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Authorized Bootleg: The Flying Burrito Brothers (Live At Fillmore East, New York, N.Y. – Late Show, November 7, 1970)

The Flying Burrito Brothers

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iTunes Editors’ Notes

This version of the Flying Burrito Brothers, the one without Gram Parsons and Chris Etheridge, was one strong country-rock band that never received the same credit due to Parsons’ cult following. It’s true Parsons was an enviable country singer, but it was this line-up that pulled it off live. Any concert with “Sneaky” Pete Kleinow on pedal steel and Chris Hillman leading the way performing tunes such as Dave Dudley’s “Six Days On the Road” and Mick Jagger and Keith Richards’ “Wild Horses” is one to hear. Future Eagles guitarist Bernie Leadon is one tough customer and he throws his fresh passion into the performance as well. The Burritos were meant to play honky-tonks more than a rock club like the legendary Fillmore and they play like speed-fueled truckers through much of the set, as “Christine’s Tune (A.k.a. Devil In Disguise)” breaks the land-speed record and tracks such as “Lazy Days,” “Dixie Breakdown” and “Willie and the Hand Jive” show the band’s love for playing, pure and simple.

Customer Reviews

good stuff, screw the purists

Pay no attention to the country "purists" (as if there were such a thing as "pure" country). This band is excellent, and these are excellent performances of some of the FBB's best songs. Before complaining about "young stoner dudes" consider that many country luminaries used or have used drugs. But who cares? This is great music. How long before Martin Scorcese cribs from this album for his next movie soundtrack? Ugh.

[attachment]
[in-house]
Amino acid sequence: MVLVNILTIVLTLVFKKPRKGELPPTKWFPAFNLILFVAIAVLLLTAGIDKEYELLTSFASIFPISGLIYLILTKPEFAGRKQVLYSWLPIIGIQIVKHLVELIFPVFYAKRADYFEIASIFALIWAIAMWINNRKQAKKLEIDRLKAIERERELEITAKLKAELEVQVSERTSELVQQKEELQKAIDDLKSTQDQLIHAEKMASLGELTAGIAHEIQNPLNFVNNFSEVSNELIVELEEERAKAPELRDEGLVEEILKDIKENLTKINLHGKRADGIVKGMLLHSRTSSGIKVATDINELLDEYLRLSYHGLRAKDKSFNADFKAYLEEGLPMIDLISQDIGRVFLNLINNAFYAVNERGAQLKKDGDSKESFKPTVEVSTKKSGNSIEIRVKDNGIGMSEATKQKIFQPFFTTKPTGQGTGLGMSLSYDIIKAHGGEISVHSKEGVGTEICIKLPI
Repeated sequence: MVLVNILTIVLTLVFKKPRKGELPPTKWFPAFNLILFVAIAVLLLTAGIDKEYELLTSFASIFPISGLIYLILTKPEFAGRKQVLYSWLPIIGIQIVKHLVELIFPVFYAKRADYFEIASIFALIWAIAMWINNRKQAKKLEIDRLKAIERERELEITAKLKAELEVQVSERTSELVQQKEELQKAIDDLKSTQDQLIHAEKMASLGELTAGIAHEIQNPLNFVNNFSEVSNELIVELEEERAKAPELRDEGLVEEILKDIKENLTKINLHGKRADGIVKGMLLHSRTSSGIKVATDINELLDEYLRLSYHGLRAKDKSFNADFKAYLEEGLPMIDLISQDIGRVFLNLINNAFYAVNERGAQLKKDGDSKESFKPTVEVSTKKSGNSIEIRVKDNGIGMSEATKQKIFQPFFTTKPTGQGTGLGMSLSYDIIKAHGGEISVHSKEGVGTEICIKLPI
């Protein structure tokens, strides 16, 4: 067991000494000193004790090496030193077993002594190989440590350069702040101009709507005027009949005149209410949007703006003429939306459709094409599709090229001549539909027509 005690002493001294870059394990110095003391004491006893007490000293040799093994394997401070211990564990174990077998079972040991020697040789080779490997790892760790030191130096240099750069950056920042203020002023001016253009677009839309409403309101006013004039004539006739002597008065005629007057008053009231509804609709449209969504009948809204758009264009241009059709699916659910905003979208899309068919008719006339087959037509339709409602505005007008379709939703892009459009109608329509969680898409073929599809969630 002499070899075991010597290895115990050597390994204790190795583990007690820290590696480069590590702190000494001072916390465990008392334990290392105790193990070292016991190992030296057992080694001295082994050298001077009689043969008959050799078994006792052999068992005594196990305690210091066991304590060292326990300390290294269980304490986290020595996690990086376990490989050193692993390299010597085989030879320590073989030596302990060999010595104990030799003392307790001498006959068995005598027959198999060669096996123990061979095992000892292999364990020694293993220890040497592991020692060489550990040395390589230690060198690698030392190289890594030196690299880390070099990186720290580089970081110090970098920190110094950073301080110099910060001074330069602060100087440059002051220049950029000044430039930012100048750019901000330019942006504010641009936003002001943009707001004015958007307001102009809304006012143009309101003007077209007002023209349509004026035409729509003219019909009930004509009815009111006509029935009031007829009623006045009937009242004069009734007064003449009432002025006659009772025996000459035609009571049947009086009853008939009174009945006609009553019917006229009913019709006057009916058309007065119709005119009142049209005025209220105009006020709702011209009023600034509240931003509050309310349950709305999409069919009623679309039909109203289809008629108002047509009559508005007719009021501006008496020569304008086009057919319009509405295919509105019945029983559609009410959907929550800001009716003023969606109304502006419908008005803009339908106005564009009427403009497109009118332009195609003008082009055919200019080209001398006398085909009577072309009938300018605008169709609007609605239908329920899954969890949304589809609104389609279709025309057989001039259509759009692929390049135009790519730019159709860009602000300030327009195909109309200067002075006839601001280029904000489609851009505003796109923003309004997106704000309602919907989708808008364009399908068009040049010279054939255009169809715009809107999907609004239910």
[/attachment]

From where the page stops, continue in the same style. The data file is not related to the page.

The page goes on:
Great live band

Give me the Parsons era Burritos for studio albums, but give me this version of the Burritos for a smoking live show.

West Coast Country Cowboys

For years, I've read references to groundbreaking, genre-defying brillance of Gram Parsons, Flying Burrito, et al, and I've got to tell you: to these ears, it's all much ado about nothing. This music is country influenced late '60s/early '70s sounding rock as filtered through the west coast music scene of that era. If you like young stoner dudes playing sloppily out of tune and warbling along with pitch-defying country-like vocals, then this is the music for you. If you're a fan of actual country music of this or any era, steer clear, and stick with what you know. If Jefferson Airplane, The Grateful Dead, New Riders of the Purple Sage, Big Brother and others like them are what floats your boat, then by all means check this out. I'd just personally much rather listen to Johnny Cash or Merle Haggard if I'm looking for a '60s country fix.

Biography

Formed: 1969 in Los Angeles, CA

Genre: Rock

Years Active: '60s, '70s, '80s, '90s

The Flying Burrito Brothers helped forge the connection between rock and country, and with their 1969 debut album, The Gilded Palace of Sin, they virtually invented the blueprint for country-rock. Though the band's glory days were brief, they left behind a small body of work that proved vastly influential both in rock and country. The Flying Burrito Brothers reunited later in the '70s, albeit without their...
Full Bio

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